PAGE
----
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Can Cows Be Tracked Using Radio Frequency Identification?
I am a farmer with many cows. I would like to attach an RFID tag to each animal, so that I can see which paddock it is in at any given time, via Google Maps. Is this achievable, and what would the costs be?
The short answer is yes, though Google Maps is probably not the best way to go. You can buy ear tags for cows, which typically cost approximately $2 apiece. These tags use high-frequency (HF) transponders, which are relatively short-range. The easiest way to collect location information for specific cows would be to place RFID readers on either side of a chute, and to have the animals walk through that chute to get to a particular paddock. The tags would then be read, and the information could be forwarded to Google Maps. However, this would require extra integration with Google Maps.
There really isn't much need to do this. It would be easier to display which paddock the cows are in on a secure Web site of your own. The cost for such a system would depend on the number of cows (which would, in turn, determine how many tags are required) and the number of paddocks (which would indicate how many readers will be needed, at a cost of about $500 each).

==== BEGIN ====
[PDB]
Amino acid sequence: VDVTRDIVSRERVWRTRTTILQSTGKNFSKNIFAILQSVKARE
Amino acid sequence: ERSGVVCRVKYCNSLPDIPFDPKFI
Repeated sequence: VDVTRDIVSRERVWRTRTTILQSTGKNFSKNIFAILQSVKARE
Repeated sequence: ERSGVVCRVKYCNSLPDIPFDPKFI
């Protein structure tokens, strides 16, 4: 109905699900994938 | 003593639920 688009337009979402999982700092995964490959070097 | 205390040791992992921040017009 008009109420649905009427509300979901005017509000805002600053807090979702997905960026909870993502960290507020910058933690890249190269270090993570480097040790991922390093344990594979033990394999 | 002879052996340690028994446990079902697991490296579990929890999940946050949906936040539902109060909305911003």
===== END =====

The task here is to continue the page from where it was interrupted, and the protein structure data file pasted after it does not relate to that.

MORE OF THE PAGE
You'll have to protect the readers from exposure, and run electricity lines to the devices in order to power them, if there isn't already power by the paddocks. You will need a way to get data from the interrogators to a server, which will mean either running Ethernet cable or utilizing Wi-Fi or cellular communications. And you will also require someone to perform installation and software integration.
When all is said and done, you are probably looking at upwards of $200,000, perhaps more.
I should mention that agriculture technology firm TekVet offers an active RFID cattle-tracking system that includes health monitoring and a Web site that displays details regarding an individual animal's history and health condition. The system employs active 418 MHz RFID tags, sensors that monitor an animal's internal temperature, and transceivers to transmit each tag's unique serial number, as well as the animal's temperature, to an Internet server. There, that tag's unique serial number is linked with that particular animal and its health record (see TekVet-IBM Cattle Tracker Uses Active RFID Tags, Satellite Communication). However, I am unaware of the system's cost.
—Mark Roberti, Founder and Editor, RFID Journal
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